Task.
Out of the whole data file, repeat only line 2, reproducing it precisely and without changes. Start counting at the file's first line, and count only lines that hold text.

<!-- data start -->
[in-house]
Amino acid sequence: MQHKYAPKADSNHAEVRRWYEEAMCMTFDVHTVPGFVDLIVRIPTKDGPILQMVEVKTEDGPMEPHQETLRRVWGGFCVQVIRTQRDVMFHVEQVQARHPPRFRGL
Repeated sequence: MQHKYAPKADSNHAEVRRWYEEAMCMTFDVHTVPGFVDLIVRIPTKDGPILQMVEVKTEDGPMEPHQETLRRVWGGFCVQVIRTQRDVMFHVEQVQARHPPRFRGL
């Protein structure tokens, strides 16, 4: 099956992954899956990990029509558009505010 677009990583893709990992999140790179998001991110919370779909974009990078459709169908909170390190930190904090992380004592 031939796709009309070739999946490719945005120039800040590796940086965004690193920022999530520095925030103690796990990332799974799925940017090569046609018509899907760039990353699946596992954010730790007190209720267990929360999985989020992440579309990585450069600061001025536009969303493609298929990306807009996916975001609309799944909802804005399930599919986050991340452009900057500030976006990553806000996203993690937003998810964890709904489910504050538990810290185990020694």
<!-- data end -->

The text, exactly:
Amino acid sequence: MQHKYAPKADSNHAEVRRWYEEAMCMTFDVHTVPGFVDLIVRIPTKDGPILQMVEVKTEDGPMEPHQETLRRVWGGFCVQVIRTQRDVMFHVEQVQARHPPRFRGL